Giving Compass' Take:
- Mark Olalde reports on the projected astronomical cost of cleaning up the oil and gas industry onshore in California.
- How can donors help promote a quick shift to renewable energy given the impending decline of the oil and gas industry?
- Read about the threat fracking chemicals pose to public health.
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For well over a century, the oil and gas industry has drilled holes across California in search of black gold and a lucrative payday. But with production falling steadily, the time has come to clean up many of the nearly quarter-million wells scattered from downtown Los Angeles to western Kern County and across the state.
“This major issue has sneaked up on us,” said Dwayne Purvis, a Texas-based petroleum reservoir engineer who analyzed profits and cleanup costs for the report. “Policymakers haven’t recognized it. Industry hasn’t recognized it, or, if they have, they haven’t talked about it and acted on it.”
The analysis, which was commissioned by Carbon Tracker Initiative, a financial think tank that studies how the transition away from fossil fuels impacts markets and the economy, used California regulators’ draft methodology for calculating the costs associated with plugging oil and gas wells and decommissioning them along with related infrastructure. The methodology was developed with feedback from the industry.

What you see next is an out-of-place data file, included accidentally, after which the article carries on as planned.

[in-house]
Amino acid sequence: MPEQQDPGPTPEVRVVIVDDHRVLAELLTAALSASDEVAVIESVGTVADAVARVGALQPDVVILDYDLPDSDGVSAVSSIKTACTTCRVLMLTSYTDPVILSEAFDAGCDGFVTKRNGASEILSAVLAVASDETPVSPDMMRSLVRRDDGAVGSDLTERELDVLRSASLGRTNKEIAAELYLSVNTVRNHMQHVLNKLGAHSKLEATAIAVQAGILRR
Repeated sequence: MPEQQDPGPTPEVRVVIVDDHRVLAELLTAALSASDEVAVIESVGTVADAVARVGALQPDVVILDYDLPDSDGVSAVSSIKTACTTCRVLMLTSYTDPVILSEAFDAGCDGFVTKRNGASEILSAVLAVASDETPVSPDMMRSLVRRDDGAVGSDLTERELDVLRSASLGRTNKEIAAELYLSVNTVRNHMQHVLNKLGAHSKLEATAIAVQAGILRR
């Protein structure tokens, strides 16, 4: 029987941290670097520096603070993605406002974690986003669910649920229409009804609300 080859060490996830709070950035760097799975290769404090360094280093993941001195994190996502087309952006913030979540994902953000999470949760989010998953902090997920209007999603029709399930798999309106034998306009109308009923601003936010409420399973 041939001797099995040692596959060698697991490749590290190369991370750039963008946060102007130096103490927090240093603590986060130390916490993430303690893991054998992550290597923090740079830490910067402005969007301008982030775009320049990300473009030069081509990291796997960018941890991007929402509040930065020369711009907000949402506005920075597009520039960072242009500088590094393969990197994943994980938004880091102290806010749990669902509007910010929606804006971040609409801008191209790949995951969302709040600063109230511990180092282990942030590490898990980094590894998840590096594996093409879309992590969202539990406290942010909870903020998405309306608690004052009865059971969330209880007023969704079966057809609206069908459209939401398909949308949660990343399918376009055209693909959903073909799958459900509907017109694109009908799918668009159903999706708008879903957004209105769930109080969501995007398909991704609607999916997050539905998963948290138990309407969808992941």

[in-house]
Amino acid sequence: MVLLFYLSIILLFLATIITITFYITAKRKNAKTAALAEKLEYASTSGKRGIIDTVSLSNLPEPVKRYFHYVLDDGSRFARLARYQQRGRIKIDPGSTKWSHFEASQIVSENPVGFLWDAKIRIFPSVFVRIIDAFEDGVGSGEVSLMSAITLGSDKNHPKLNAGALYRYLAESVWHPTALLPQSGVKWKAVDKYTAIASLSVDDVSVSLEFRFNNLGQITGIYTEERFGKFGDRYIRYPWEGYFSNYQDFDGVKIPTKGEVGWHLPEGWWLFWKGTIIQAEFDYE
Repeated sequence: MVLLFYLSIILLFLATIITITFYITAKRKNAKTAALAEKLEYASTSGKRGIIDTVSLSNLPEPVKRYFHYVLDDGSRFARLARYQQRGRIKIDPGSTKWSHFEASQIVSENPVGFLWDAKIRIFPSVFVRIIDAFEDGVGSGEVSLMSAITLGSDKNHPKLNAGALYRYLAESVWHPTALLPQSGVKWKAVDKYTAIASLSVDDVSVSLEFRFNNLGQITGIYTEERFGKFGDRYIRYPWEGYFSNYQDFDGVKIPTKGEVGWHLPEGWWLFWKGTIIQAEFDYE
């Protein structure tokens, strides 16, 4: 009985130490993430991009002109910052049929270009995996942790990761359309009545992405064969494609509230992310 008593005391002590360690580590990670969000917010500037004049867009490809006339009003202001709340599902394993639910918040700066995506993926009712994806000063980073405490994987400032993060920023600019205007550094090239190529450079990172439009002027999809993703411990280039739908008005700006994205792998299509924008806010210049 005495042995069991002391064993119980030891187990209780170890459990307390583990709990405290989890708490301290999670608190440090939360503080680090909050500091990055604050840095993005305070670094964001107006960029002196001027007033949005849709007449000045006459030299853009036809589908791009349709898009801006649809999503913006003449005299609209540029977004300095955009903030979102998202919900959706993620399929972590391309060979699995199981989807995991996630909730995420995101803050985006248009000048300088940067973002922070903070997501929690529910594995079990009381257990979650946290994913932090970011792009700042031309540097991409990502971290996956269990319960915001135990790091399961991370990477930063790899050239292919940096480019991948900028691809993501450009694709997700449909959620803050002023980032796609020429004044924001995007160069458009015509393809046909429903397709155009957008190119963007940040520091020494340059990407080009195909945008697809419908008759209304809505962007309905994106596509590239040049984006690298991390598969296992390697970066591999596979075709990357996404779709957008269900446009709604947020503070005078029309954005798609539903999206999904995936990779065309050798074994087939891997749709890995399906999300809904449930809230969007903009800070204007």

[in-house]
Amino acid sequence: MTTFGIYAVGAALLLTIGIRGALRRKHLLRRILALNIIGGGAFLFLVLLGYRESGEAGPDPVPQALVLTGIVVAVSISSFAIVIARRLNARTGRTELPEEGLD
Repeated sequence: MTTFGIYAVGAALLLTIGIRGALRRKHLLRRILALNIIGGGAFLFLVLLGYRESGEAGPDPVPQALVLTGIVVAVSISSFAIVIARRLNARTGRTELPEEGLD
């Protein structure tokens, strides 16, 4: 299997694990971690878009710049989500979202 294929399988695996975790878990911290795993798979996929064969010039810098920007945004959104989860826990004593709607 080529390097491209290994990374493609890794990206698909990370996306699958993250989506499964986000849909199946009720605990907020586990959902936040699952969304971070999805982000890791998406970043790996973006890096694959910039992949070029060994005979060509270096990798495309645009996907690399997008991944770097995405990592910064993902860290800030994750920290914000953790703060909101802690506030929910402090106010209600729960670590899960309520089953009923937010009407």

The report broke down the costs into several categories. Plugging wells, dismantling surface infrastructure and decontaminating polluted drill sites would cost at least $13.2 billion, based on publicly available data. Adding in factors with slightly more uncertainty, like inflation rates and the price of decommissioning miles of pipeline, could bring the total cleanup bill for California’s onshore oil and gas industry to $21.5 billion.
Meanwhile, California oil and gas production will earn about $6.3 billion in future profits over the remaining course of operations, Purvis estimated.
Compounding the problem, the industry has set aside only about $106 million that state regulators can use for cleanup when a company liquidates or otherwise walks away from its responsibilities, according to state data. That amount equals less than 1% of the estimated cost.
Read the full article about cleaning up the oil and gas industry by Mark Olalde at ProPublica.